I’m heading home today from Nepal and although I’m looking forward to getting back to Chicago, there’s no way to deny that working with the Unatti House and surrounding Bhaktapur children was an emotionally fulfilling experience. Clearly, there is ample need and opportunity for the HEARTbeats Foundation to implement an ongoing and sustainable program to continue working with these children…
I’d Like To A/B That!
Philanthropy.com published an article on 12/10/2010 by Raymund Flandez that reports nonprofit orgs raise more money directly through their own websites as opposed to third party portals. At the same time, the article indicates that donation pages and shopping carts managed by a third party provider that maintain the organization’s branding and/or display the name prominently are just as effective…
How Did We Get Here?
In a recent post, Drew highlights a remark by author Joseph Horowitz suggesting that musicians should no longer expect that orchestras owe them a living wage, i.e., a full-time salary. I thought I would use my brief stint as a guest blogger to elaborate on some of the history that led us to today’s paradigm of full-time orchestral employment. Was the transformation from 1958 when a bare handful of orchestras paid a modest middle-class wage to today’s 50+ full-time orchestras an accident of history caused by the nexus of profligate national foundations and a greedy musicians’ union, or is there more to the story?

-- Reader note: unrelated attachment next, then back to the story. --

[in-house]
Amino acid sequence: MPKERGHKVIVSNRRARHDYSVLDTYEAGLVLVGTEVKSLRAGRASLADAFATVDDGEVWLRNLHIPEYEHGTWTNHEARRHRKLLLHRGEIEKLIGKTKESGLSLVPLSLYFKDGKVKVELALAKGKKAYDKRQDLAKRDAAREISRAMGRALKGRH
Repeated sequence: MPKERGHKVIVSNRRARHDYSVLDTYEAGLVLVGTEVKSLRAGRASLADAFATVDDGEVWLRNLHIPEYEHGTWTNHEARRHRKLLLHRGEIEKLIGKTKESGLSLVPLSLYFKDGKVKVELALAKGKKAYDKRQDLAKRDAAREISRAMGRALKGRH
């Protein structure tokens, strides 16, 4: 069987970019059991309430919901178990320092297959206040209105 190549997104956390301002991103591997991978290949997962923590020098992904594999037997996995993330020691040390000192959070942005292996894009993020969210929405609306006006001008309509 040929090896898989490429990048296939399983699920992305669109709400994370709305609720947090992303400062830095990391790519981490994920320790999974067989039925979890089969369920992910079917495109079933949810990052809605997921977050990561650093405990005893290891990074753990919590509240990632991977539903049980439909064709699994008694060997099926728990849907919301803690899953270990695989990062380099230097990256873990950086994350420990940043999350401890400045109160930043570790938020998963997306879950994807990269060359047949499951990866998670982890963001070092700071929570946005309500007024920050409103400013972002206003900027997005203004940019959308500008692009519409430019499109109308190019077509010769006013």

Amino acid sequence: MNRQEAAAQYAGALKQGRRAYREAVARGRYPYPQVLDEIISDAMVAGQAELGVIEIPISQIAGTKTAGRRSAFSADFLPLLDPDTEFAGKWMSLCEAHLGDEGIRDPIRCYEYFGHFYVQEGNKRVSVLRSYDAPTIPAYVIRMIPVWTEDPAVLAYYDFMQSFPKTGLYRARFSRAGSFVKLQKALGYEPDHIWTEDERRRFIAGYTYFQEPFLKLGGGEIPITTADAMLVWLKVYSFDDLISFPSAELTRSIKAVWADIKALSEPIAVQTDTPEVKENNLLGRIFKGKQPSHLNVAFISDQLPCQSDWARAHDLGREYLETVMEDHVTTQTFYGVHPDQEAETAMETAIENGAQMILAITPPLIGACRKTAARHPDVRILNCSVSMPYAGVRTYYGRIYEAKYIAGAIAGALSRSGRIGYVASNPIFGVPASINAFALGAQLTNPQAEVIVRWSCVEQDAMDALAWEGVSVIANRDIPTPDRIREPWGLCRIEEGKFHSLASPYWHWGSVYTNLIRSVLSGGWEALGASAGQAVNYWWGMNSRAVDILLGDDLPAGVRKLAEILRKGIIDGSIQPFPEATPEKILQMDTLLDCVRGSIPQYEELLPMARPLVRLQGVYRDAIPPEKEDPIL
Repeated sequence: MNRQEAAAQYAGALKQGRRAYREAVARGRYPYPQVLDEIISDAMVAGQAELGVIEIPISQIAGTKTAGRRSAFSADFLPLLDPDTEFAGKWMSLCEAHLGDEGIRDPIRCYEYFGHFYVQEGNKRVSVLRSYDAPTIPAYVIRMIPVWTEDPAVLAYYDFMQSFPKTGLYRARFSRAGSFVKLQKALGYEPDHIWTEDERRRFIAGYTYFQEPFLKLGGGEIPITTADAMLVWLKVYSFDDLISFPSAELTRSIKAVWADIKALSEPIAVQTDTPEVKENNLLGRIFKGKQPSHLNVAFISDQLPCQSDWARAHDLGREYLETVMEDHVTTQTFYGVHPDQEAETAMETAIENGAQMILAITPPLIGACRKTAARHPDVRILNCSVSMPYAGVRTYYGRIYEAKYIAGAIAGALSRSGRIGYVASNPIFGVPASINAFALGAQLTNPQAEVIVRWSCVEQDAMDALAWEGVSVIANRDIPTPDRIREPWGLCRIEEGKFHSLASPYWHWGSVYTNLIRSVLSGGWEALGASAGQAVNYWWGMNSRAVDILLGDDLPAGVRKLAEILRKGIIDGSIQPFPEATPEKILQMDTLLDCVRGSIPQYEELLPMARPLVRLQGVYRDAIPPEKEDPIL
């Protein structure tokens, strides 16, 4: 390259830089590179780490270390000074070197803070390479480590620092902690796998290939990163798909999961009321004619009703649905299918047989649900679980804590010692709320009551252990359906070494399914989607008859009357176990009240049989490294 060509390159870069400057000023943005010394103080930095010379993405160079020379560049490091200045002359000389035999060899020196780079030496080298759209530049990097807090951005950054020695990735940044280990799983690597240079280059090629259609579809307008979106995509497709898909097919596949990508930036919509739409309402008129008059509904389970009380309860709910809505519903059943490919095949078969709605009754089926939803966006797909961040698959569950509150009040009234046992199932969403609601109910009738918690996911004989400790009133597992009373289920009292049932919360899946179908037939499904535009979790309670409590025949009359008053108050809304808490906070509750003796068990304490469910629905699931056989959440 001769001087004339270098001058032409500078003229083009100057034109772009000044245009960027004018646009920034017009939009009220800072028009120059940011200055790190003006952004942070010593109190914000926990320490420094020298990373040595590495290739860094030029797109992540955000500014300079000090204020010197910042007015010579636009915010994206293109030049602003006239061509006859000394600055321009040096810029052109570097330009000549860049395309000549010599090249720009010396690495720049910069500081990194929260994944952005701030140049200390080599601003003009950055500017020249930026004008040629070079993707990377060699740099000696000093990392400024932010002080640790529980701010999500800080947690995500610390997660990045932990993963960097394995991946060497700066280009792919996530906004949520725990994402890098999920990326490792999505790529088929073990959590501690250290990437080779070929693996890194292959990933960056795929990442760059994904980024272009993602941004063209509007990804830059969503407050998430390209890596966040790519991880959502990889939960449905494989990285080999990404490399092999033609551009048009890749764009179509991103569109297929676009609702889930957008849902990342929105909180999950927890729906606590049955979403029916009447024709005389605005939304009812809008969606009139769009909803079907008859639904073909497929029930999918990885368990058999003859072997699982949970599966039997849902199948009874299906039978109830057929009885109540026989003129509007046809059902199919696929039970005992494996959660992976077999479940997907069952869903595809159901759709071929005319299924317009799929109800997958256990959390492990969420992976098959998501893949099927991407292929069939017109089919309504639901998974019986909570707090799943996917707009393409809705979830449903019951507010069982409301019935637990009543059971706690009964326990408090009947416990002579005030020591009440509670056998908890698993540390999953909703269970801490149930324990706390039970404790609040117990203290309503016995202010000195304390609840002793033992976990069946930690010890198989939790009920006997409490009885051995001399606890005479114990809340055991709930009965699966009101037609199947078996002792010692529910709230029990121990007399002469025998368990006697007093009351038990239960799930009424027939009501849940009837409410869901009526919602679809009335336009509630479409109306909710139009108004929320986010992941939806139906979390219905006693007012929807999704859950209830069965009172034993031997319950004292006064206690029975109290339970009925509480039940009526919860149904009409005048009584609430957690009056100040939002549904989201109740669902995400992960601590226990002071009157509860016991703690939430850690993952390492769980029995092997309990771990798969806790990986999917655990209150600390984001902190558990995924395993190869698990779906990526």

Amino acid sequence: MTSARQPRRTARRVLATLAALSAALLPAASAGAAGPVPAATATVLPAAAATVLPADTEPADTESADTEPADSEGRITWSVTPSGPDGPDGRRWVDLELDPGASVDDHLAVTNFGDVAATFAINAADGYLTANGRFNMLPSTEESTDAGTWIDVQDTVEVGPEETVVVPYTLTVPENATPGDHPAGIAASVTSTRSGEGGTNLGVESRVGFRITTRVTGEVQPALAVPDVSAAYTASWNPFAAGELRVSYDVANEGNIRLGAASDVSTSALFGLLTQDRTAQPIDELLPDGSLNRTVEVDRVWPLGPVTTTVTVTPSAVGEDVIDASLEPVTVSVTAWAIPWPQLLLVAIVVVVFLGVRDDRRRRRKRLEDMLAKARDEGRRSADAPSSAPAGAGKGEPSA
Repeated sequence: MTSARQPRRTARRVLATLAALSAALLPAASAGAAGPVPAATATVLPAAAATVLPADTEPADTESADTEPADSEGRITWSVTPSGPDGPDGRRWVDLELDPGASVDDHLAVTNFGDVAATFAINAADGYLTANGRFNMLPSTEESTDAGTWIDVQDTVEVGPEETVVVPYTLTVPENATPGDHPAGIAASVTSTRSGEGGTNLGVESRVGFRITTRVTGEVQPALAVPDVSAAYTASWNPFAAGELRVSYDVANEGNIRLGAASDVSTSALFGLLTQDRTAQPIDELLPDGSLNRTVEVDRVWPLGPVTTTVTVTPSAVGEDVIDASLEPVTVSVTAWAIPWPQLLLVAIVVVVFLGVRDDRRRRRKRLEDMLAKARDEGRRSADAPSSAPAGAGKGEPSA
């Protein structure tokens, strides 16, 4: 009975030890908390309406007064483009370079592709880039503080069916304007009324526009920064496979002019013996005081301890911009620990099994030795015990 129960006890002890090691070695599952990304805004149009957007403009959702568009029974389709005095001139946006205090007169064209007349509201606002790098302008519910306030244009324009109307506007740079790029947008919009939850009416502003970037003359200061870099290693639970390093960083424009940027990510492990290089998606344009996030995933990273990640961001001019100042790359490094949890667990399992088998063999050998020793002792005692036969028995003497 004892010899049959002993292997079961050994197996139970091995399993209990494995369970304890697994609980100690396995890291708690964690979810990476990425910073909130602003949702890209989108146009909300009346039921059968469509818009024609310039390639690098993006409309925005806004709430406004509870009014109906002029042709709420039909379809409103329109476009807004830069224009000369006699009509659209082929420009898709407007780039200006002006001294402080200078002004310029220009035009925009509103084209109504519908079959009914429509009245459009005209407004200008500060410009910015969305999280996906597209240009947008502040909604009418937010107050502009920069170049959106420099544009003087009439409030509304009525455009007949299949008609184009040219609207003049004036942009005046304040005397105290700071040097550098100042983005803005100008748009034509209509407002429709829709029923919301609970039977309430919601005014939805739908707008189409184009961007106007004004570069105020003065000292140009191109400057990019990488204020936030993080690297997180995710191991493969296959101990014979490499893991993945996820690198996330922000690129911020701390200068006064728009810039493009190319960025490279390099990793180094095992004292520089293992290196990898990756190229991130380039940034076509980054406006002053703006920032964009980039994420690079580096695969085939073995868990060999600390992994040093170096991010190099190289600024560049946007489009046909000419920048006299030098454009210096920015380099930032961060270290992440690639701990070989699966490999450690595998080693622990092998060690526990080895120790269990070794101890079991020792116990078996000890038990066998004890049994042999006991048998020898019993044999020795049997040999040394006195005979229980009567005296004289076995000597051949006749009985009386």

Never Let A Good Crisis Go To Waste
I arrived at my new job on June 1, 2008, ready to delve into the standard industry-wide issues plaguing Orchestra Iowa: plummeting ticket sales, strained relations with the musicians, immense debt, and no cash to pay bills. Although I had spent several months before my arrival creating a first year outline, that plan literally got washed down the river when two weeks into my tenure, downtown Cedar Rapids, including the Symphony’s office and performance home, was destroyed by massive floods.
Building Concert Halls, Part 3: How to ensure success
In contrast to the “outside in approach” discussed in my last installment, great concert hall design starts with accommodating the essential requirements of both performers and audience, then moving outward in its architectural expression for support areas and public spaces….an “inside out approach”. There is an old expression: “form follows function” which today’s designers of concert halls and theaters would do well to return to their philosophy. And this concept can …